Blood from a cervical artery, pulmonary artery and hepatic vein were analysed for pH, gas tensions (PaO2, PaCO2), oxygen saturation, lactate, base excess and haemoglobin on an ABLTM 800 and a Hemoximeter TM OSM-3 (Radiometer, Brønhøj, Denmark). Full blood count was analysed on a CELLDYN Sapphire (Abbott Scandinavia, Kista, Sweden). Plasma endotoxin was analysed in heparinised plasma with the chromogenic limulus amebocyte lysate assay (Endochrome-K; Charles River Endosafe, Charleston, SC, USA), and the lower detection limit in plasma was < 0.05 EU × mL−1. Plasma TNF-α and IL-6 were measured with porcine-specific sandwich enzyme-linked immunosorbent assays (ELISA; DY690B [TNF-α], DY686 [IL-6] and DY693B [IL-10], R&D Systems, Minneapolis, MN, USA). The limit of detection (LOD) in EDTA plasma was < 60 pg/mL for both TNF-α and IL-6. The LOD for IL-10 was 25 pg/mL. The ELISAs had total coefficients of variation of approximately 6%. Creatinine in urine and plasma was measured with enzymatic creatinine reagents (8 L24, Abbott Laboratories, Abbott Park, IL, USA) on a BS380 instrument (Mindray, Shenzhen, China).

For sC5-9 measurement, anti-Human C5b-9 (Diatec 5010; Diatec AS, Oslo, Norway) was used to capture antibody in sandwich ELISA [27]. Samples and calibrators were added to the wells. Bound sC5-9 was detected by biotinylated anti-C6 monoclonal antibody (Quidel, San Diego, CA, USA) and Streptavidin-HRP. The LOD for sC5-9 was 300 AU/L.

Measurement of hepatic function

In a pilot study with the same set-up, hepatic function was assessed in 12 piglets by measuring indocyanine green (ICG) disappearance rate (ICG-PDR) [28].

Calculations and statistics

Due to the lack of previous data on the ratio of hepatic to portal venous bacterial counts, we did not perform sample size calculation. A predefined analysis of data was done after six animals in the naive and the SIRS groups, and three animals in the control group. The statistical analysis was planned before the experiments and performed accordingly. Data were tested for normality. Data with a log-normal distribution were log-transformed. All values are expressed as mean ± SD or median (IQR) as appropriate, unless otherwise stated. For normally distributed data, Student’s t test was used for intergroup comparisons. ANOVA III for repeated measurements was used to assess group differences, change over time or group and time interaction, and if group differences were found, Unequal N HSD test was used as a post hoc test to identify between which groups the differences were found. For non-normally distributed data, the Mann-Whitney U test was performed for intergroup comparisons. Spearman’s rank correlation was calculated to test the potential associations between variables. All analyses were done using Statistica™ software (version 13.2, StatSoft, Inc., Tulsa, OK, USA). A p value of < 0.05 was considered statistically significant. The comparison of the control group with the SIRS group was performed in addition to the original statistical plan.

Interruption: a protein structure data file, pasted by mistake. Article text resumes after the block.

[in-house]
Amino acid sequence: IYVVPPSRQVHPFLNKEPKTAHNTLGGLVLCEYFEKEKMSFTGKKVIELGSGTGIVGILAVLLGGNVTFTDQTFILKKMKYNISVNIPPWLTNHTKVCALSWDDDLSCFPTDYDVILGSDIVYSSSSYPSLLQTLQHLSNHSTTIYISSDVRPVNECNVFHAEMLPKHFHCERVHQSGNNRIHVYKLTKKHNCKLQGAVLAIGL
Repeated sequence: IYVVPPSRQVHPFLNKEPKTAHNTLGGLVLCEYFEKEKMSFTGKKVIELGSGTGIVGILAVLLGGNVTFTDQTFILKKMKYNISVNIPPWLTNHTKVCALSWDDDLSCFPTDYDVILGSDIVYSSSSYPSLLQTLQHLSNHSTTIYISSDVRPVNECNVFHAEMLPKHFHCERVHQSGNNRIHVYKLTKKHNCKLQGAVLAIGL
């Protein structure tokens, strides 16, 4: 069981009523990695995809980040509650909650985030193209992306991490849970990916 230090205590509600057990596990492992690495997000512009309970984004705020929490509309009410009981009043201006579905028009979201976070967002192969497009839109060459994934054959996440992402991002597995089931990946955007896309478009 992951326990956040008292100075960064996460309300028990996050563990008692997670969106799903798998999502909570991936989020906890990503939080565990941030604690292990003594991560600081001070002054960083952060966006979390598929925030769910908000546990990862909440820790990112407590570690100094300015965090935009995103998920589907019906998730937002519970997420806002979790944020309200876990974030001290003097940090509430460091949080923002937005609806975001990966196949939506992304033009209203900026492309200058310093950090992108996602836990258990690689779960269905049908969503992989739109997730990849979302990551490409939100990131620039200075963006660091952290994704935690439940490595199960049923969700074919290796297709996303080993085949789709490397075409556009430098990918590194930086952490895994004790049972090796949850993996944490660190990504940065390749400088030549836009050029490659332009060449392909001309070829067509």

Additional file 1: Table S2 summarises the piglets’ characteristics at start-up. The baseline values were similar in the three groups. All animals survived throughout the experiment.

In the SIRS group, TNF-α and IL-6 levels peaked 2 h after the start of the endotoxin infusion (as a sign of SIRS). After 24 h of endotoxemia, i.e. at 0 h just before the start of bacteraemia, cardiac index (CI) was lower and arterial lactate higher. MAP was similar in the naive and SIRS group (Table 1).

Table 1 Physiological variables, norepinephrine dose and blood count during the experiment

Hepatic bacterial elimination

No bacteria were detected in arterial blood cultures taken at 0 h in the animals. The amounts of E. coli administered were comparable between the naive, the SIRS and the control groups (8.7 (± 0.2) vs. 8.8 (± 0.2) vs. 8.8 (± 0.2) log10 CFU). Figure 2 shows bacterial counts in the portal, hepatic venous and arterial blood during the bacterial infusion. The proportion of bacteria passing the liver circulation, i.e. the ratio of hepatic to portal venous bacterial counts, was lower in the naive group vs. the SIR group at 1–3 h (p = 0.03). In addition, the ratio of arterial to portal venous bacterial counts was lower in the naive group vs. the SIR group at 1–3 h (p = 0.049). There were no differences in bacterial counts between the control and naive group.

Fig. 2
figure 2